While I won't divulge whether or not my own relationships have demonstrated such a harmony of differences (erc never blogs about her personal life!), the ideas evoked by such an edict are far more complex than simply saying "opposites attract." Everyone knows that a relationship necessitates some form of variety in order to sustain itself--internal variety between partners, not blindfolding your significant other to "spice things up"--but what this variety entails is complicated. As in, I could never be with someone whose values were completely different from my own (fascists, homophobes need not apply), but I could potentially see myself with someone with different skills and interests (math? good health?) from my own, or at least variant tastes. And, according to my professor and armchair psychologists everywhere, I should be looking for this--the invisible woman marries mister fantastic, after all.
While Nick Hornby books and Yale philosophy professors have taught me that compatibility doesn't reside in homogeneous tastes, I still consistently find myself fetishizing similarity (I think this is a common practice, although I may be projecting). If I meet someone at a bar, and he tells me that he's training for a marathon, or developing a new, low-cost agricultural system for third world countries, or that he's a neurosurgeon, I'll think, "Ah--what an interesting person." But if I meet someone at a bar, and he tells me that he loves Guided by Voices and Donald Barthelme, I'll think, "Ah--my next boyfriend."
Pretty screwed up?
I was thinking about this while reading the following passage in Austen's Sense and Sensibility, which occurs when Willoughby (the dashing, rich young neighbor) begin to court Marianne (the sister who is guided by her "senses"):
"They speedily discovered that their enjoyment of dancing and music was mutual, and that it arose from a general conformity of judgment in all that related to either. Encouraged by this to a further examination of his opinions, she proceeded to question him on the subject of books; her favourite authors were brought forward and dwelt upon with so rapturous a delight, that any young man of five and twenty must have been insensible indeed, not to become an immediate convert to the excellence of such works, however disregarded before. Their taste was strikingly alike...He acquiesced in all her decisions."Spoiler Alert: Willoughby, who turns out to be a complete cad, goes on to totally ditch Marianne for a wealthier woman, essentially performing the 18th century equivalent of blocking her screen name and defriending her on the facebook.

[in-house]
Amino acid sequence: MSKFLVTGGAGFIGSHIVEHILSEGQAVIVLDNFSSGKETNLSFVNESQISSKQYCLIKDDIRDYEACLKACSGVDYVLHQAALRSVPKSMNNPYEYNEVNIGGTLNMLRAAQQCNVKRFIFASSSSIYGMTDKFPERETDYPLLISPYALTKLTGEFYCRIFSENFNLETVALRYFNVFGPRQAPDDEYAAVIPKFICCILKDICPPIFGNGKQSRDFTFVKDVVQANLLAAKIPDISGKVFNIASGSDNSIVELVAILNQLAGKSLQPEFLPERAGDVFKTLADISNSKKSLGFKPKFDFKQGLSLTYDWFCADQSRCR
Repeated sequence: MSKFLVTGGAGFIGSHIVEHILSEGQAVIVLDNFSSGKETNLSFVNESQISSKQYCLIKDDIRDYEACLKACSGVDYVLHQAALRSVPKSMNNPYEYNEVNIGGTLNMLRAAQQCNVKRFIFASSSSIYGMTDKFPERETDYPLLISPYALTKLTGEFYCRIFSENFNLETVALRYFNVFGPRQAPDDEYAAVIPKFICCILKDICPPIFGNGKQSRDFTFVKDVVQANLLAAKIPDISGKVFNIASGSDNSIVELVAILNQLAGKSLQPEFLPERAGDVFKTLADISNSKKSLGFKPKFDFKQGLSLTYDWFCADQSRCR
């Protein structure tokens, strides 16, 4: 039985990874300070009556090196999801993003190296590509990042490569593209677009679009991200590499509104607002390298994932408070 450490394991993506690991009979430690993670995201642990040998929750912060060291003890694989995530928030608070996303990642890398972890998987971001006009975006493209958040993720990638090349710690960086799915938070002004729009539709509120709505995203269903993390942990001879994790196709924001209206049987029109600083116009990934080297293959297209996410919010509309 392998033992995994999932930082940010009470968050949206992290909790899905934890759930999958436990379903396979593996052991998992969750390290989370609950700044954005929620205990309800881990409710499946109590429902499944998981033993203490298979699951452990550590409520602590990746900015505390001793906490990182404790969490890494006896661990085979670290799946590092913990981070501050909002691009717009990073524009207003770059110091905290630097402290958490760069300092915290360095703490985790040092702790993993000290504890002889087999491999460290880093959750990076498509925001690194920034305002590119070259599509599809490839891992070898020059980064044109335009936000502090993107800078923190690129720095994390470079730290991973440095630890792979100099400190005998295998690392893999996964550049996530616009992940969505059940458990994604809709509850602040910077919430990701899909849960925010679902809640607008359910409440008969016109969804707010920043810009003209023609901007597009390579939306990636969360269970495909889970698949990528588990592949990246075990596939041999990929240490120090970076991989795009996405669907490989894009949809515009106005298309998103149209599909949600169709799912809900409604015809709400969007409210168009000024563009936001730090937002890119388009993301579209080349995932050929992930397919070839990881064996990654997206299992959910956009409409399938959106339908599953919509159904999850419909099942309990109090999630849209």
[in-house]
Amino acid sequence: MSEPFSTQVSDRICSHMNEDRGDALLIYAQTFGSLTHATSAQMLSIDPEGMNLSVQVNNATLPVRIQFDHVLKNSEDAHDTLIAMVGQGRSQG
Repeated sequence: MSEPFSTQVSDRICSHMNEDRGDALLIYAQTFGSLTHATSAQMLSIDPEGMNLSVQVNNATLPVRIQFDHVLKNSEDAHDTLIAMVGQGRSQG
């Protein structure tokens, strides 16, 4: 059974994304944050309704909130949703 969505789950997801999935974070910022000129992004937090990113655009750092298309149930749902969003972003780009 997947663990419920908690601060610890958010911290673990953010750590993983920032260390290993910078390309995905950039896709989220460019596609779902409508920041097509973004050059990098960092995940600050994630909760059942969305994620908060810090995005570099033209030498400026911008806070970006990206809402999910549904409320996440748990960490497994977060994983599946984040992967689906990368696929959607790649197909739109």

This account seems to corroborate the superficiality of similarity, or like-minded tastes, as a basis for real romance. But Austen's critique is more complex; she isn't arguing that love cannot blossom from shared preferences, but rather that love, or true human connection, can't form when shared preferences are derived from artifice. The characters' coinciding tastes result from their respective failure to conceive of other people; Marianne's method of examination implicates her desire to transpose her own beliefs and fantasies onto her partner without seeking his true qualities, and Willoughby's passive acquiescence/mimicry reveals his lack of self-knowledge, or his willingness to mirror Marianne's character. Using a device she often employs, Austen applies the general--"any man of five and twenty"--as a means of imputing the specific--Willoughby--as a figure who feigns an interest in books that were "disregarded before."
While I'm hardly a trustworthy peddler of romantic advice, I think Austen's got it right. It may be true that, as a girl who would choose invisibility (obviously) I should seek fly-boys--partners who would bring a different perspective to the table, and who might prove more complementary and less competitive. Ultimately, however, it's more important to view potential mates as individual entities rather than consider them relationally. Instead of looking for someone who likes the same things as I do, or someone who likes different things from me, I should choose some who is perfectly confident in declaring what he likes: Self-knowledge makes for the best company.